A Blog of Seattle Arts & Lectures

Introductions: Imagination into Ink, Part 2

Paired with images from May 26th, the second night of our 2016 WITS Year-End Readings, these are just a few of the extraordinary introductions our writers-in-residence have written for their students, giving us insight into how WITS students view the world, themselves, and their writing.

WITS Writer Margot Case introduces Quinn Angelou-Lysaker and Stefania Escoz 


Quinn’s writing came at me like a nuclear submarine. She kept a pretty low profile in class, but one piece of loose leaf after another was knocking me out with these striking moments, built like perfect little Jenga towers, so thoughtfully assembled I couldn’t help but hold my breath. Every week I’d read through the stack of papers. “Who wrote this?” Quinn. “Who wrote this?” Quinn. “Who wrote this?” Quinn. She’s the kind of writer who takes a prompt and explodes it, who dives deep, speaks her truth, and is relentlessly unafraid. Her words have a beautiful and seemingly effortless power. Now that my radar is up and running, I watch out for her. And I save her papers for last.


When a student says Would you read this? they often mean, Did I understand the assignment? But sometimes they’re saying, How can I make this better? When a student asks this latter question, she has become a real writer. And this was the moment I saw Stefania Escoz for the first time. Would you read this? she said, handing me a laptop with this exquisite self-portrait—a picture so heartbreakingly vivid and raw that I was right there with her. In this piece, she has accomplished the complicated act of giving us her real self, of asking the world to see her for who she really is. Listen carefully—this kind of writing is rare indeed.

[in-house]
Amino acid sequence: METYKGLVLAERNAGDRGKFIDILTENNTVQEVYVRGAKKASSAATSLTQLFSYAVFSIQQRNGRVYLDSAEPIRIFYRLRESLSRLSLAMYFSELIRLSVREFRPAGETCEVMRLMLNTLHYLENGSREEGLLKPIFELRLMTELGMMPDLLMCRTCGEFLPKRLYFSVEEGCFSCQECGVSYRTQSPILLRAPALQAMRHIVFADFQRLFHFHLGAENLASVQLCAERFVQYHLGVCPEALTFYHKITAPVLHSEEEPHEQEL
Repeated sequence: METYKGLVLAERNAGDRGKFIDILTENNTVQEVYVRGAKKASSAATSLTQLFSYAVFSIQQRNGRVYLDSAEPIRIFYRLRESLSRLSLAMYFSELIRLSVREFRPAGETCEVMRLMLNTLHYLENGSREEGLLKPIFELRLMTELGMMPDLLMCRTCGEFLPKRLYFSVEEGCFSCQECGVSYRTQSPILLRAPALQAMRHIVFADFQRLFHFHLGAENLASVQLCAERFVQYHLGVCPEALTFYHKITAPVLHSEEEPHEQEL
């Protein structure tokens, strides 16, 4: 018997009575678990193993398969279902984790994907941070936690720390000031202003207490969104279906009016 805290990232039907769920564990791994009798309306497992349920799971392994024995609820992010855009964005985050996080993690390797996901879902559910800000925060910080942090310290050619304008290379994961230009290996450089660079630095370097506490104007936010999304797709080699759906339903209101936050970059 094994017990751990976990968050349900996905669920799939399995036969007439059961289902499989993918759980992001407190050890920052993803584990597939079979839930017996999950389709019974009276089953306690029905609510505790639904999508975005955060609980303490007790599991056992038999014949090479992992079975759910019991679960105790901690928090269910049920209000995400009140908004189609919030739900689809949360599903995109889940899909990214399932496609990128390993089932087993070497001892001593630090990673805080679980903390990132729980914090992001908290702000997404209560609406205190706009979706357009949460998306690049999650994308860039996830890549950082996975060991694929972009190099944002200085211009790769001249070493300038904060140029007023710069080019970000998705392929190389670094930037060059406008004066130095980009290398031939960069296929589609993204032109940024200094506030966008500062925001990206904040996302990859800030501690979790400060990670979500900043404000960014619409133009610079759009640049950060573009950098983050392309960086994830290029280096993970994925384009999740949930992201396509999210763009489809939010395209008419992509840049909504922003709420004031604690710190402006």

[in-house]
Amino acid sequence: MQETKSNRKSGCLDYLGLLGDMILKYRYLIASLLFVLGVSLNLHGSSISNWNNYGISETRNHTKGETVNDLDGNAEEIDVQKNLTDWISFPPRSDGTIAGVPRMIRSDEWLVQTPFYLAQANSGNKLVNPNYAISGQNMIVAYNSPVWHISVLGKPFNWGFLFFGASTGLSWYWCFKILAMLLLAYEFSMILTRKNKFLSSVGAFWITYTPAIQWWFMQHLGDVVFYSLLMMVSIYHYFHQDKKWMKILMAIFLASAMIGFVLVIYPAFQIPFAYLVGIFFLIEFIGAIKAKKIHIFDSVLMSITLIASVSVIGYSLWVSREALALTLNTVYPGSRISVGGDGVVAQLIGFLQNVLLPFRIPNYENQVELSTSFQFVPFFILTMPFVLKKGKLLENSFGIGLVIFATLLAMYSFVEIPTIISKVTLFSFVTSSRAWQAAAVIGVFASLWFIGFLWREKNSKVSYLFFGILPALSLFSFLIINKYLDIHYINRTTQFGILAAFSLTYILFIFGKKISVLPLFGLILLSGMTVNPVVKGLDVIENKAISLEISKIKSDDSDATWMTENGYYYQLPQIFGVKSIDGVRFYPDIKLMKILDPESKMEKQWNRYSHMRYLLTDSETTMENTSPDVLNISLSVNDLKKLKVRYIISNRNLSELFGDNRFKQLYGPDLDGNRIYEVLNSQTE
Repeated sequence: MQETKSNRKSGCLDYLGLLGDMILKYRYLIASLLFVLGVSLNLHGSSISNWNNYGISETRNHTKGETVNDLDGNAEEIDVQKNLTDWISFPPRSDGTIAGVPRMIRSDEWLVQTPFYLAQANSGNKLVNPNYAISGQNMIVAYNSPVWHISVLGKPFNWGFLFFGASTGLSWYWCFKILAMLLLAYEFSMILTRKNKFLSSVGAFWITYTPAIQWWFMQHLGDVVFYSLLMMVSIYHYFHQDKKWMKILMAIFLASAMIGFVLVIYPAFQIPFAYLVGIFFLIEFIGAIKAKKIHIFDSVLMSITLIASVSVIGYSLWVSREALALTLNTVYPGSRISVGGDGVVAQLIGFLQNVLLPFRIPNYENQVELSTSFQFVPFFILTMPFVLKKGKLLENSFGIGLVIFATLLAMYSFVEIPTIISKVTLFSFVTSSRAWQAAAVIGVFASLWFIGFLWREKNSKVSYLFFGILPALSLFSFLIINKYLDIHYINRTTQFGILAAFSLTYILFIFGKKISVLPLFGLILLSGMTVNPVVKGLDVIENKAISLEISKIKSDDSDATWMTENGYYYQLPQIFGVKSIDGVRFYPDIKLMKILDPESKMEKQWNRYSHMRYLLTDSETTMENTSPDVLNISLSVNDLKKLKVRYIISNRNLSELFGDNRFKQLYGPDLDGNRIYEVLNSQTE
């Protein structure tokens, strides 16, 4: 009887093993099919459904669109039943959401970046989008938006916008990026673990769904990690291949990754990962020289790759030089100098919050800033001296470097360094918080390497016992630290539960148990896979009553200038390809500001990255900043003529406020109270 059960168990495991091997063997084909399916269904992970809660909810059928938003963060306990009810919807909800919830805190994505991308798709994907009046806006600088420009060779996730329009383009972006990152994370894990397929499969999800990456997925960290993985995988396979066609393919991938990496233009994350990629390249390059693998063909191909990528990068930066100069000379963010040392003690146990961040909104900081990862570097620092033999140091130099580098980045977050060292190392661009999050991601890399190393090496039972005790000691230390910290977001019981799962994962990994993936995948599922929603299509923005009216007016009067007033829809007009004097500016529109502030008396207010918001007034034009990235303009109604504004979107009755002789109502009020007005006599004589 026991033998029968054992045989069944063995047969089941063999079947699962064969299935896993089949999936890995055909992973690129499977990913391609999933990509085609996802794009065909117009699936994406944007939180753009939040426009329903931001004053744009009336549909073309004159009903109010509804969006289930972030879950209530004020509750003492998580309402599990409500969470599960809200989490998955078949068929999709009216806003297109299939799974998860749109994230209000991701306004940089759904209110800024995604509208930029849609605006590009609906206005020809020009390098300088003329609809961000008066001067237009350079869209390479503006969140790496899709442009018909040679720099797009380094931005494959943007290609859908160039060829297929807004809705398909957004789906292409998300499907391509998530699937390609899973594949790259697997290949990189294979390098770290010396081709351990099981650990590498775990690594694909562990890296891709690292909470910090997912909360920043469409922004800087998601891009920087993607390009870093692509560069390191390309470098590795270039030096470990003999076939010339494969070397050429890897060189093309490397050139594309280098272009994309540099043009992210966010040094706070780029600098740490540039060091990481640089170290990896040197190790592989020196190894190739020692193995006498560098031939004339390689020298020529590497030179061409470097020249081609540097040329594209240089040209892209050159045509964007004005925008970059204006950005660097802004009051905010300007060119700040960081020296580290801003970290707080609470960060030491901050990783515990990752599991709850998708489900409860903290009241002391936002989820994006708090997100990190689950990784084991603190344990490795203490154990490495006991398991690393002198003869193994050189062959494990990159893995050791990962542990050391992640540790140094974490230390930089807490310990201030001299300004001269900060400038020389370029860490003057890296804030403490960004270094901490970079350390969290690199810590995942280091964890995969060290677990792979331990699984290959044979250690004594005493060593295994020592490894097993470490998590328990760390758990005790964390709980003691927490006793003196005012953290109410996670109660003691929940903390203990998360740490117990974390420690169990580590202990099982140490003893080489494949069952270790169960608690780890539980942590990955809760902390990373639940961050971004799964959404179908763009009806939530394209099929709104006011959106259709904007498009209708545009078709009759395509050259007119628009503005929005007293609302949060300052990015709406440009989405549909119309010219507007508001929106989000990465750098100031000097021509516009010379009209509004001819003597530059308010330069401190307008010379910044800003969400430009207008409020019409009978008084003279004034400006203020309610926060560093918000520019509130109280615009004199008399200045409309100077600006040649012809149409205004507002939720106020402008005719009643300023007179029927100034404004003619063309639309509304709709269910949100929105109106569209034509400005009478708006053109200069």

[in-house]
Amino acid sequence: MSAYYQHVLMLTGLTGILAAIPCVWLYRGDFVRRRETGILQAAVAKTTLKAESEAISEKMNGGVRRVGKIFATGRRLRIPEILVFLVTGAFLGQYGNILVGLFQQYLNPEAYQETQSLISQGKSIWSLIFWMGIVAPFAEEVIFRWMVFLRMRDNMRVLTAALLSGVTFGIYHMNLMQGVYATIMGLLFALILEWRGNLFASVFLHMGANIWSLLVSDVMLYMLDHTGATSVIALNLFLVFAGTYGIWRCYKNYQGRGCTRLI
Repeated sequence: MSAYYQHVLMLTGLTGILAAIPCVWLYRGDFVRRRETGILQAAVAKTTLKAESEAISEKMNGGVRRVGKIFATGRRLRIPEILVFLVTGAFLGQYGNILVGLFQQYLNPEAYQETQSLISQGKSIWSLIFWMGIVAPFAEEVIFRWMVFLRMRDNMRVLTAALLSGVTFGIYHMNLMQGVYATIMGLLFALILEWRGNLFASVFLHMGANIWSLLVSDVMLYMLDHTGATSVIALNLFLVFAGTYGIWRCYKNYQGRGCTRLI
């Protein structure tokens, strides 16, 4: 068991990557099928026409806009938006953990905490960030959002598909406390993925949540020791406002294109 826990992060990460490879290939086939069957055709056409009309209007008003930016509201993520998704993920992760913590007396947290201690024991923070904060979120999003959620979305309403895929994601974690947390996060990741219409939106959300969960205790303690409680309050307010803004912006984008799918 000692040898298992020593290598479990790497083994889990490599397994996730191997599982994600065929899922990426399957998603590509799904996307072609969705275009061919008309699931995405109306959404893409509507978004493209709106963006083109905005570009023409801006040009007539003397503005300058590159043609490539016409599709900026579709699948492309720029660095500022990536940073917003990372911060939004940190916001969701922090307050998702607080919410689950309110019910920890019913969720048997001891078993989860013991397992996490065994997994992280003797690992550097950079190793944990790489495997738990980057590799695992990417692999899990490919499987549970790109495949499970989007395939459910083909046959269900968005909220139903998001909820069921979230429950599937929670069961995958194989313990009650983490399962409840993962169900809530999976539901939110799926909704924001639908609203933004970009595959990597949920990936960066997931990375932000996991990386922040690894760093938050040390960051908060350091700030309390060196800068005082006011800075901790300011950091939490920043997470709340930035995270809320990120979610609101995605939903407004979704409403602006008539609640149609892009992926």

WITS Writer Michael Overa introduces Camryn Soo


Camryn’s story, “If Each Star Were a Candle,” is the type of story that I wish I had been capable of writing in 7th grade. The story shows Camryn’s empathy, and clearly demonstrates her ability to create characters based on her own experience. I was thrilled to hear that Camryn has continued write creatively since we worked together in the Fall of this year – and I’m eager to see what she writes next. As you listen to her story, I’m sure you’ll be stricken, as I was, by the careful and insightful description of her two main characters: Mavis and Holly.

WITS Writer Jeanine Walker introduces Jade Knight


A 9th grader at Nathan Hale High School—told me she’s into third eyes, art that represents perception beyond ordinary sight. Reading her poetry, I can see why: she writes with an honesty that is extra-sensory, precise, detailed, and real. Jade was the student who sat, making eye contact, leaned slightly forward, as I began class, sometimes having to work to get the attention of the other students. Jade was present, something I greatly appreciated as a visiting poet in a 9th grade class the two sunny weeks before spring break. She first got my attention with her “Where I’m From” poem, and when she wrote this poem, “An Artist Instructed,” I asked her immediately to be a reader tonight. I knew I wanted her to have an audience bigger than just me. Founder of Nathan Hale’s Black Lives Matter club, Jade is an activist with the unique ability to live with her eyes wide open. She sees, she accepts, she pushes back, she writes. It’s my honor to introduce to you Jade Knight.